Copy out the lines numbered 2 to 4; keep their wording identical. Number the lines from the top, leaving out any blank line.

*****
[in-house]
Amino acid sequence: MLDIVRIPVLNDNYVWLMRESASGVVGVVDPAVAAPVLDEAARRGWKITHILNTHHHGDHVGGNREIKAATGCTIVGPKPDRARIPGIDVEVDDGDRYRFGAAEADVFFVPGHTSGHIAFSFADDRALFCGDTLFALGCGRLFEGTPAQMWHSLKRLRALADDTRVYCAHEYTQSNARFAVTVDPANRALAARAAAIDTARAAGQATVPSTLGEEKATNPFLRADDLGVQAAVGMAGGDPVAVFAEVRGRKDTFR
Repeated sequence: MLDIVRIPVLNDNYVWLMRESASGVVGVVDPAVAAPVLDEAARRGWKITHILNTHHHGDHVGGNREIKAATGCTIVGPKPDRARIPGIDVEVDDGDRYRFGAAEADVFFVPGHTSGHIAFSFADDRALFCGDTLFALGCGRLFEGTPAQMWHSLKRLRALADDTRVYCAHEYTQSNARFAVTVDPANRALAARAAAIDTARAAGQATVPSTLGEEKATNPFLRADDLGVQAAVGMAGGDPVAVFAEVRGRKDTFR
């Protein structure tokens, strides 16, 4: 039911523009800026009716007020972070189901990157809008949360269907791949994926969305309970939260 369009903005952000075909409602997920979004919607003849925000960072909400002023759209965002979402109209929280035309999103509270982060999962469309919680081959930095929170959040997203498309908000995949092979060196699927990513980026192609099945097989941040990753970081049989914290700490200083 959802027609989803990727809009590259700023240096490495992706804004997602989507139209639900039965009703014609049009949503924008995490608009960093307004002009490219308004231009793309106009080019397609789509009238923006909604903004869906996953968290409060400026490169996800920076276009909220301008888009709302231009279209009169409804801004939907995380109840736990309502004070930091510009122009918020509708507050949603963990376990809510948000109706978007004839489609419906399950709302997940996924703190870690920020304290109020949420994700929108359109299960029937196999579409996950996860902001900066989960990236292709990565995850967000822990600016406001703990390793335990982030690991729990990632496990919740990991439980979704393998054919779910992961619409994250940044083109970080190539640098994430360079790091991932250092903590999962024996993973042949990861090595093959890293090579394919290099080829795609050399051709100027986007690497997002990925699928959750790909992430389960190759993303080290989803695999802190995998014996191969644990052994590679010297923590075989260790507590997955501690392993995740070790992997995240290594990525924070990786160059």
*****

Amino acid sequence: MLDIVRIPVLNDNYVWLMRESASGVVGVVDPAVAAPVLDEAARRGWKITHILNTHHHGDHVGGNREIKAATGCTIVGPKPDRARIPGIDVEVDDGDRYRFGAAEADVFFVPGHTSGHIAFSFADDRALFCGDTLFALGCGRLFEGTPAQMWHSLKRLRALADDTRVYCAHEYTQSNARFAVTVDPANRALAARAAAIDTARAAGQATVPSTLGEEKATNPFLRADDLGVQAAVGMAGGDPVAVFAEVRGRKDTFR
Repeated sequence: MLDIVRIPVLNDNYVWLMRESASGVVGVVDPAVAAPVLDEAARRGWKITHILNTHHHGDHVGGNREIKAATGCTIVGPKPDRARIPGIDVEVDDGDRYRFGAAEADVFFVPGHTSGHIAFSFADDRALFCGDTLFALGCGRLFEGTPAQMWHSLKRLRALADDTRVYCAHEYTQSNARFAVTVDPANRALAARAAAIDTARAAGQATVPSTLGEEKATNPFLRADDLGVQAAVGMAGGDPVAVFAEVRGRKDTFR
């Protein structure tokens, strides 16, 4: 039911523009800026009716007020972070189901990157809008949360269907791949994926969305309970939260 369009903005952000075909409602997920979004919607003849925000960072909400002023759209965002979402109209929280035309999103509270982060999962469309919680081959930095929170959040997203498309908000995949092979060196699927990513980026192609099945097989941040990753970081049989914290700490200083 959802027609989803990727809009590259700023240096490495992706804004997602989507139209639900039965009703014609049009949503924008995490608009960093307004002009490219308004231009793309106009080019397609789509009238923006909604903004869906996953968290409060400026490169996800920076276009909220301008888009709302231009279209009169409804801004939907995380109840736990309502004070930091510009122009918020509708507050949603963990376990809510948000109706978007004839489609419906399950709302997940996924703190870690920020304290109020949420994700929108359109299960029937196999579409996950996860902001900066989960990236292709990565995850967000822990600016406001703990390793335990982030690991729990990632496990919740990991439980979704393998054919779910992961619409994250940044083109970080190539640098994430360079790091991932250092903590999962024996993973042949990861090595093959890293090579394919290099080829795609050399051709100027986007690497997002990925699928959750790909992430389960190759993303080290989803695999802190995998014996191969644990052994590679010297923590075989260790507590997955501690392993995740070790992997995240290594990525924070990786160059």